FIG. 7 is a block diagram of a computer system for executing trades between the dealers 2, 8, 10, determining the model price of the inventive contract, and/or automatically rolling the autoroll contracts on the effective dates. A general purpose computer 100 implements the method of the present invention, wherein the computer housing 102 houses a motherboard 104 which contains a CPU 106, memory 108 (e.g., random access memory (RAM), dynamic ram (DRAM), static RAM (SRAM), synchronous DRAM (SDRAM), flash RAM, read-only memory (ROM), programmable ROM (PROM), erasable PROM (EPROM), electrically erasable PROM (EEPROM), or any other desired memory), and other optional special purpose logic devices (e.g., application specific integrated circuits (ASICs)) or configurable logic devices (e.g., generic array of logic (GAL) or reprogrammable field programmable gate array (FPGA)). The computer 100 also includes plural input devices (e.g., a keyboard 122 and a mouse 124) and a display card 110 for controlling a monitor 120. In addition, the computer system 100 further includes a floppy disk drive 114; other removable media devices (e.g., a compact disc 119, a tape, and a removable magneto-optical media (not shown)); and a hard disk 112, or other fixed, high density media drives, connected using an appropriate device bus (e.g., a small computer system interface (SCSI) bus, an enhanced integrated device electronics (IDE) bus, or an ultra direct memory access (DMA) bus). Also connected to the same device bus or another device bus, the computer 100 may additionally include a compact disc reader 118, a compact disc reader/writer unit (not shown), or a compact disc jukebox (not shown). Although compact disc 119 is shown in a CD caddy, the compact disc 119 can be inserted directly into CD-ROM drives which do not require caddies. In addition, a printer (not shown) also provides printed listings of any of the inputs, intermediate values, and outputs associated with the model pricing units 20 a, 20 b, 20 c, 20 d, 20 e (e.g., effective date, notional coupon, IRS curve source, maturity, discount factor, and the present value (PV) of the cash flows at various times).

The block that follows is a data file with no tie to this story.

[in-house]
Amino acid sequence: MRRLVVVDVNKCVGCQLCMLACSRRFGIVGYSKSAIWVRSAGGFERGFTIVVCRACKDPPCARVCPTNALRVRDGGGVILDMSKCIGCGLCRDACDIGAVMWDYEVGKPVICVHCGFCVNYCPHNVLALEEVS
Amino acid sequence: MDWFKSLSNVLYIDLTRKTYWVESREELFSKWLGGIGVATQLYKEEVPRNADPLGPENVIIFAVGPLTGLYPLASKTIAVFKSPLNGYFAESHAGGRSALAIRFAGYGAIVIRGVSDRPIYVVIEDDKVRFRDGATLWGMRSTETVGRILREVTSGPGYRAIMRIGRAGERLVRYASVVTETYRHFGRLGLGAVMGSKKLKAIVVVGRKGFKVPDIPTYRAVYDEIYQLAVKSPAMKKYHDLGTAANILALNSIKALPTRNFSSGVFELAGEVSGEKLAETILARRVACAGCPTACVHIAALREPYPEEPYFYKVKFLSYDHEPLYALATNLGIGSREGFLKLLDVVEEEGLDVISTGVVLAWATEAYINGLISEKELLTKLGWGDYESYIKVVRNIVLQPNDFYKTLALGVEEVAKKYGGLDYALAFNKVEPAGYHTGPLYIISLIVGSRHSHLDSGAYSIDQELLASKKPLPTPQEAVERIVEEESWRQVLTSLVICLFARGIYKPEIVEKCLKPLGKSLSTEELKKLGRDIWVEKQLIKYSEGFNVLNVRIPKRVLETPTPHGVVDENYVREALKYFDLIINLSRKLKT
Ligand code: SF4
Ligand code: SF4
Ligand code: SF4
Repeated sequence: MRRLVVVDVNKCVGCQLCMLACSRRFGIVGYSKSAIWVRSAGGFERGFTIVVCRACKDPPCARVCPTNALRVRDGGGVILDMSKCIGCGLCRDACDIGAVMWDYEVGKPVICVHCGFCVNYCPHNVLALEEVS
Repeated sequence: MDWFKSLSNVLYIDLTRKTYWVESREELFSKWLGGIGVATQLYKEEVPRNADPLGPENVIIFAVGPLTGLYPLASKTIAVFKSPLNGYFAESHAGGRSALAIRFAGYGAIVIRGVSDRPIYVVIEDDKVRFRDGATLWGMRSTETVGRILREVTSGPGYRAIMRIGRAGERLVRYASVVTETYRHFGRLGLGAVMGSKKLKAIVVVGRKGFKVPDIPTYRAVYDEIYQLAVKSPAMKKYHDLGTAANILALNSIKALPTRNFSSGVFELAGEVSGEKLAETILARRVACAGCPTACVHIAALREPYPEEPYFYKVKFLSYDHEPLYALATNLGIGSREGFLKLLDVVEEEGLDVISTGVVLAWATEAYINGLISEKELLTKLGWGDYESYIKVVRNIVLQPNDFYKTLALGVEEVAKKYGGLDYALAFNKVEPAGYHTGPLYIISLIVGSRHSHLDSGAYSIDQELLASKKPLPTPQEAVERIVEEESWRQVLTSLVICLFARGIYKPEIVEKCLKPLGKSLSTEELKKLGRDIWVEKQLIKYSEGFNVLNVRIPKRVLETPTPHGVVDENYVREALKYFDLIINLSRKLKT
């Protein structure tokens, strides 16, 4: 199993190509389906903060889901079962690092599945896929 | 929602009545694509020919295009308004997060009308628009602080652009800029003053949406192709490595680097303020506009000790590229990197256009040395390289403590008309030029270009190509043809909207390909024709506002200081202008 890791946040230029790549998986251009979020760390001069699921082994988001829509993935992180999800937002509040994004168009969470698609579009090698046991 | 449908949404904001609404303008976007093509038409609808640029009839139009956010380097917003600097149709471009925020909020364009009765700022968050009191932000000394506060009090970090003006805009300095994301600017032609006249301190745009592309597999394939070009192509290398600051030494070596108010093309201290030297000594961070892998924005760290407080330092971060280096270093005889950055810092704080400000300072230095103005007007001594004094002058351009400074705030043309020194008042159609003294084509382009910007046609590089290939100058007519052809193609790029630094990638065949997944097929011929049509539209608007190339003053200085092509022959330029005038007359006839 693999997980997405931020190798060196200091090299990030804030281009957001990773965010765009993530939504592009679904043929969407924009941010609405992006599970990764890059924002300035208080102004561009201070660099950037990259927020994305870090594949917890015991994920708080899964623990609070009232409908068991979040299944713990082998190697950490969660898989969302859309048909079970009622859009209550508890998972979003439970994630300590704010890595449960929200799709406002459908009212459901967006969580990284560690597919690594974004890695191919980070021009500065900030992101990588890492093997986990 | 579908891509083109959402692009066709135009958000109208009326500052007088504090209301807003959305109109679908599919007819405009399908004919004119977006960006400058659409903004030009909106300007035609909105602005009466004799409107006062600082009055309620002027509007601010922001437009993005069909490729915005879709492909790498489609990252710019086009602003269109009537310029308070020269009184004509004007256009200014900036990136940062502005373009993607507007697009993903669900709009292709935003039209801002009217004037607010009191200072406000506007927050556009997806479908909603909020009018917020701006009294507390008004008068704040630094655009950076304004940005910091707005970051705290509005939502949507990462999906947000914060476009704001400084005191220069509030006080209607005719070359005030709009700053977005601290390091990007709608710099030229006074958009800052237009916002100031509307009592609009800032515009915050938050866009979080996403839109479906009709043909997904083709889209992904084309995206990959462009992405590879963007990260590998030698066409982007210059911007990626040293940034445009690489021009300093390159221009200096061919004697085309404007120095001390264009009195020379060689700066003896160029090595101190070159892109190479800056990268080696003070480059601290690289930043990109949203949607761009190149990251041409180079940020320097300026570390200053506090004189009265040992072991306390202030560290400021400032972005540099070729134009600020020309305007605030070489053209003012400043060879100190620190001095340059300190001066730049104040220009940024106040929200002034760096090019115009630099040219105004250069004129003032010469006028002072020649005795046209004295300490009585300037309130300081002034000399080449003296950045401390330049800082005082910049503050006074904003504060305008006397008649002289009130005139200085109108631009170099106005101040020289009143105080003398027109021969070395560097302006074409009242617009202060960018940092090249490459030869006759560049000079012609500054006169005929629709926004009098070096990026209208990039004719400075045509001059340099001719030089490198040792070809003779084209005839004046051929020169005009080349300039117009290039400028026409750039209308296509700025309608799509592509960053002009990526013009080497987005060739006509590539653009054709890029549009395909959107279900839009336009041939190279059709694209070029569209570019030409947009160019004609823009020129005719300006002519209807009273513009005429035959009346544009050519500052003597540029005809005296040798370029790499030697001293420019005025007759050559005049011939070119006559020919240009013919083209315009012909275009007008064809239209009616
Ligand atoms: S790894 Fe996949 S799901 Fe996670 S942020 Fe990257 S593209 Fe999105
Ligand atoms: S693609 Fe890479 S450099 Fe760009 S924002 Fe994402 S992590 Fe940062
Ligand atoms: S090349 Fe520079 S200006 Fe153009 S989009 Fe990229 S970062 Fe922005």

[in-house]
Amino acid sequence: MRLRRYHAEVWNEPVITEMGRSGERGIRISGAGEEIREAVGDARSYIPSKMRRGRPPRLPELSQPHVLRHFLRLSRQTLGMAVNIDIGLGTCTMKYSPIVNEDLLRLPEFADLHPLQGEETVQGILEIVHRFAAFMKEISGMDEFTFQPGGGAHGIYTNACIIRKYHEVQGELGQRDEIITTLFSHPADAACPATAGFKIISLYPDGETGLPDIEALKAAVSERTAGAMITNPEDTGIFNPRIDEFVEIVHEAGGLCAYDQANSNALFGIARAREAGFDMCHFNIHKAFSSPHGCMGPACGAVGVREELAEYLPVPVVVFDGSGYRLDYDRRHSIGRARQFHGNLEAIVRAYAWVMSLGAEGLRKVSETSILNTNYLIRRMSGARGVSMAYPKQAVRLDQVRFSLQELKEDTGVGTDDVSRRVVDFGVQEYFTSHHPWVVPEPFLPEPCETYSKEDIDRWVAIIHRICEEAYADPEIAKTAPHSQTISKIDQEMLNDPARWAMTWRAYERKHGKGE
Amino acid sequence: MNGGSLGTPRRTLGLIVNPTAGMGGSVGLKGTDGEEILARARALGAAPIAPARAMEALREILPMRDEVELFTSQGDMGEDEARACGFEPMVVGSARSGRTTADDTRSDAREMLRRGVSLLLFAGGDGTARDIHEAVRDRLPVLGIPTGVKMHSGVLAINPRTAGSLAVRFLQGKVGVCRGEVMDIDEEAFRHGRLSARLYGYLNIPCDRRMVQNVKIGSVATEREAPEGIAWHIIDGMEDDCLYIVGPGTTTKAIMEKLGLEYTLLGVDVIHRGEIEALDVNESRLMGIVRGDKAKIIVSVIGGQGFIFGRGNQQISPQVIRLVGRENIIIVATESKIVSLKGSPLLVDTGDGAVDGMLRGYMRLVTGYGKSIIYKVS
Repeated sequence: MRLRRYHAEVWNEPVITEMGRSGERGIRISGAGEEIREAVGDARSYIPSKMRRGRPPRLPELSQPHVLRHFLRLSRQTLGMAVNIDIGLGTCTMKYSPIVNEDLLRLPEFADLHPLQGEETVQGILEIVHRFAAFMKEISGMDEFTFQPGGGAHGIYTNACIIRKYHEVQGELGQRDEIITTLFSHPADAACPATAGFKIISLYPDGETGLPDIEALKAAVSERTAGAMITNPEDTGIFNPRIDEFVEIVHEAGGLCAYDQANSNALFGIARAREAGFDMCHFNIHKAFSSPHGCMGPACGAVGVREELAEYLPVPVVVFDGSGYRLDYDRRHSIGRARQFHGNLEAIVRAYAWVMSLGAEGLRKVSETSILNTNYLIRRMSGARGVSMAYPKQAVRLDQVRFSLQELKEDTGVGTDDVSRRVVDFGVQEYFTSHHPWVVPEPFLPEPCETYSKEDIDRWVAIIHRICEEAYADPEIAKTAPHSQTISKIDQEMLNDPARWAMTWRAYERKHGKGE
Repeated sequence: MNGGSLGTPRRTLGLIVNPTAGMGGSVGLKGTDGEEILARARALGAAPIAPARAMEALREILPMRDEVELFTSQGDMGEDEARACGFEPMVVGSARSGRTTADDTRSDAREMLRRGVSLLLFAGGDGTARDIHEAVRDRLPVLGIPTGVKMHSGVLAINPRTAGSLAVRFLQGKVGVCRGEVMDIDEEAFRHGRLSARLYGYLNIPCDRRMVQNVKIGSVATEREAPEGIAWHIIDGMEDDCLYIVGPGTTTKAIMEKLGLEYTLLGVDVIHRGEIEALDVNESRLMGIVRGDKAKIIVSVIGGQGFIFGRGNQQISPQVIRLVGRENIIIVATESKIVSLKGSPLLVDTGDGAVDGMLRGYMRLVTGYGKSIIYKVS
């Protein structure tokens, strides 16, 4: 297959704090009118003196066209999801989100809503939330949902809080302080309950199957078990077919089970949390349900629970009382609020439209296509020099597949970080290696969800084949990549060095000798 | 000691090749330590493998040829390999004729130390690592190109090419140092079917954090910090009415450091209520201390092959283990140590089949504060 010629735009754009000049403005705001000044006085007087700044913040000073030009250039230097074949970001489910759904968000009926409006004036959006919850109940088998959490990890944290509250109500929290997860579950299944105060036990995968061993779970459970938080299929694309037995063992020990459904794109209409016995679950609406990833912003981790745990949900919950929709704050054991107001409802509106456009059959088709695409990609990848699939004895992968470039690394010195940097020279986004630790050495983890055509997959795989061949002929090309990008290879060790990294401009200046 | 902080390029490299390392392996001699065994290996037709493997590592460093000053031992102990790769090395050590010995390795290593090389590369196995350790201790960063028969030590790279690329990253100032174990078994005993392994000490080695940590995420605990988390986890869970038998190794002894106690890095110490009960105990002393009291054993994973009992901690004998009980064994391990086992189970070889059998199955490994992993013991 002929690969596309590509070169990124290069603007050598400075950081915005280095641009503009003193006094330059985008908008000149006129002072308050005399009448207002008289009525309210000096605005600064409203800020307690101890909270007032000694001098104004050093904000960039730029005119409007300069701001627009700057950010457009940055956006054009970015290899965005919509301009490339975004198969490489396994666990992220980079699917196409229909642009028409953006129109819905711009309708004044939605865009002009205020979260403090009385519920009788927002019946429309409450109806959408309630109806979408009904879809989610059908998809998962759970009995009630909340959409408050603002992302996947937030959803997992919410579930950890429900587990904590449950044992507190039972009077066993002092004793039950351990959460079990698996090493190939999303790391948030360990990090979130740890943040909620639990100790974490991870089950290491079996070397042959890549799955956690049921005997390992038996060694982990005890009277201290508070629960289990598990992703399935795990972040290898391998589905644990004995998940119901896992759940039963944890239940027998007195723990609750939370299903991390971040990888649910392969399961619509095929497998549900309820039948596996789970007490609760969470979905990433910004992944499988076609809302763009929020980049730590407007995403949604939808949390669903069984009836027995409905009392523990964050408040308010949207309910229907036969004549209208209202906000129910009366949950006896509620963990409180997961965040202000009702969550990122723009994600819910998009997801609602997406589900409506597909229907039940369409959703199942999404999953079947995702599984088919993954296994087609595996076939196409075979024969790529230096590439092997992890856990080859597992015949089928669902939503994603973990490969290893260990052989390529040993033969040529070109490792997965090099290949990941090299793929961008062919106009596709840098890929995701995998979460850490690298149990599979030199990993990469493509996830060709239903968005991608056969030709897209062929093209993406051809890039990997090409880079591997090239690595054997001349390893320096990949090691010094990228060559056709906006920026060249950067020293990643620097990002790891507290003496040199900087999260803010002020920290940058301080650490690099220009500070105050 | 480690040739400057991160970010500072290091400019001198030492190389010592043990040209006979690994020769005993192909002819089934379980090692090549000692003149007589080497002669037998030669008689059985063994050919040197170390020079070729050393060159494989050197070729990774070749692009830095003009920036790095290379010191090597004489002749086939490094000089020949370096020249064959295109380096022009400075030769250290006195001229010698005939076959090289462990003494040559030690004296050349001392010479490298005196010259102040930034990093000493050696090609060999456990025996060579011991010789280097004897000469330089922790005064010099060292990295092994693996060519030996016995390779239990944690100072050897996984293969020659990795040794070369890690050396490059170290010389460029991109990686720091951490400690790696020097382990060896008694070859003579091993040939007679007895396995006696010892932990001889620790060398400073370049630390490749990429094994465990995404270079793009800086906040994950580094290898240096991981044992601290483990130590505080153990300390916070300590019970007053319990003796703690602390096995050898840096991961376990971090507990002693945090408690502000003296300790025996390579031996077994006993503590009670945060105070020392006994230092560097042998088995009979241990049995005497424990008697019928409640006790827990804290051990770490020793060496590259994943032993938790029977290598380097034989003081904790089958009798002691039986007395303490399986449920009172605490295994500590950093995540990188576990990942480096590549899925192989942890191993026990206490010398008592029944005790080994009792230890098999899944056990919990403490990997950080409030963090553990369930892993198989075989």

As stated above, the system includes at least one computer readable medium used for storing computer instructions. Examples of computer readable media are compact discs 119, hard disks 112, floppy disks, tape, magneto-optical disks, PROMs (EPROM, EEPROM, Flash EPROM, etc.), DRAM, SRAM, SDRAM, etc. Stored on any one or on a combination of computer readable media, the present invention includes software for controlling both the hardware of the computer 100 and for enabling the computer 100 to interact with a human user. Such software may include, but is not limited to, device drivers, operating systems and user applications, such as development tools. Such computer readable media further includes the computer program product of the present invention for determining the model price of the inventive contract, executing trades between the dealers 2, 8, 10, and automatically rolling the autoroll contracts, in accordance with the description above or any of the examples below.